I heard the Doctor stroke his chin. "Ah, yes. Dr Treves. Your benefactor, I understand."

"My friend," said Mr Merrick, almost reverently. "He saved me from the streets. Took me from a travelling show. Saved me from those monsters..."

"Monsters?" I asked.

"The showmen who just wanted to earn a quick penny. I was put on display in penny-gaffs; caged like an animal..."

He broke off as footsteps approached from the corridor. Short hurried footsteps. I heard them clearly and immediately measured the pace at 49 cm which my brain translated to a man of about 5 feet 10 inches tall (it was, of course, a man. No swish of skirts).

The door was opened without any preamble. Rather it was thrown open. I could hear the slightly panting breath of the newcomer framed in the doorway. This, added to the way he had barged in without a by-your-leave added up to anger.

"It is true then, John. You have been out again tonight. And guests so I see." The newcomer was trying to retain control of his voice but his anger seeped out around the edges.

I heard the Doctor get to his feet. "Dr Frederick Treves, I assume."

"You have the advantage of me, sir."

"T-This is the Doctor and his companion, Miss Caddy," said Mr Merrick nervously.

"Doctor? From which hospital ?"

"I am not a doctor of medicine"

"Then what, pray, is your interest in John Merrick?" The voice fairly bristled.

"They saved me," interjected Mr Merrick. "From the mob."

Dr Treves tutted. "How many times must I counsel you, John. You know how dangerous it is for you out there at this hour in the current climate. Have I not asked you to consult me first?"

"You will forgive me, Dr Treves, I did not realise Mr Merrick was a prisoner of this establishment." The Doctor's voice was silky, but cold.

"Prisoner? No, sir."

"Oh, then if he wants to walk abroad I take it he is able to do so. It is a free country is it not?"

Dr Treves let his breath out in a hiss. "The streets are very dangerous at present for the likes of John. I am grateful that you helped him back here but the hour is late -"

"Indeed it is. Perhaps you would like to explain why you are yourself up and about at such a time, Dr Treves."

"If it is any of your business , Doctor whoever-you-are, I have just completed a double shift on the surgical wards." He broke off. "Just what are you implying,sir?"

"Oh, nothing really," said the Doctor, breezily.

"Perhaps we should continue this conversation in my office. I would be interested in your background, Doctor."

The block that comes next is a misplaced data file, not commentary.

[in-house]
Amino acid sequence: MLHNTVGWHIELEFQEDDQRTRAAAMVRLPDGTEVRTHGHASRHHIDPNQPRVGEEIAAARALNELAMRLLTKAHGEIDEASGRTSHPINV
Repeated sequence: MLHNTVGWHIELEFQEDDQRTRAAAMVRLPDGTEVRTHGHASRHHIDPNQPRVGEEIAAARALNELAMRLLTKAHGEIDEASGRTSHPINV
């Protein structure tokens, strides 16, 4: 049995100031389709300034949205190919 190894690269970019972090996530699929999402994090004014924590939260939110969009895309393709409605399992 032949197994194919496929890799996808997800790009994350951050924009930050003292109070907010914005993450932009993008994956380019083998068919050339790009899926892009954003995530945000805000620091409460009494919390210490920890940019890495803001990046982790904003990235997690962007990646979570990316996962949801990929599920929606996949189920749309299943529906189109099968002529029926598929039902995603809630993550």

"I'm sure you would. There's a few things I would like to say to you as well." I felt the Doctor turn to me. "I won't be long, Aileen." And with that the two men left the room, the door banging shut behind them.


"Would you like tea, Miss Caddy?"

"That would be great. I don't think those two hit it off."

"Dr Treves has been very kind but he can sometimes be a little over-protective. Sugar? The cup is at your left hand."

"Yes, I know, No sugar for me, thanks. What did you mean by 'penny gaffs, earlier on?"

"Freakshows If you could see me you would understand. I lived in hovels mostly, cages sometimes. This is a palace compared to them"

"Cages?"

"I was an exhibit. People paid money just to come and see me"

"An exhibit?"

"I think it makes them feel good. However poor or wretched they are they are better off than me. People are frightened by the way I look. Just like that mob earlier on. I look monstrous to them. Therefore I must be a monster We lock up monsters, don't we?"

"But I have no concept of how you 'look', Mr Merrick. Beauty, ugliness...they are just abstract terms to me."

"I envy you that."

"And I envy you your vision."

"That's the first time that anyone has told me they envied me for anything."

"It's the truth. You see, I'm on a mission, Mr Merrick. I travel with the Doctor because I believe that he will sometime explain 'colours' to me. It is something I have never been able to imagine. It's the same with beauty. Can you explain beauty to me?"

"If only you could look into a mirror, Miss Caddy. You are the first girl I have ever talked to like this. The first who has never judged me by appearance alone. Oh I've talked to some society women. Dr Treves introduced me to some of his friends. He had obviously prepared them but I could still see it in their faces..."

"What's the matter?"

"I-I've just realised. Perhaps I'm still in a cage after all..."

"Mr Merrick. You are not a monster. Believe me I've met many monsters in my travels with the Doctor. You are a thinking man, with a brain just like anyone else. If you wanted to walk out of here right now nobody could stop you. Hardly a cage in my experience."

"And what about the mob out there? They would kill me. They nearly did tonight. I am taken for the Ripper."

"They are unthinking, instinctive. If they only applied a little logic..."

"Go on."

"Well, the Ripper is obviously mobile, skilled in his...dissections...able to roam the district, make his escape."

"Not handicapped like me, you mean?"

"Well, I wouldn't have put it like that exactly..."

"But you are right of course. I am not the Ripper."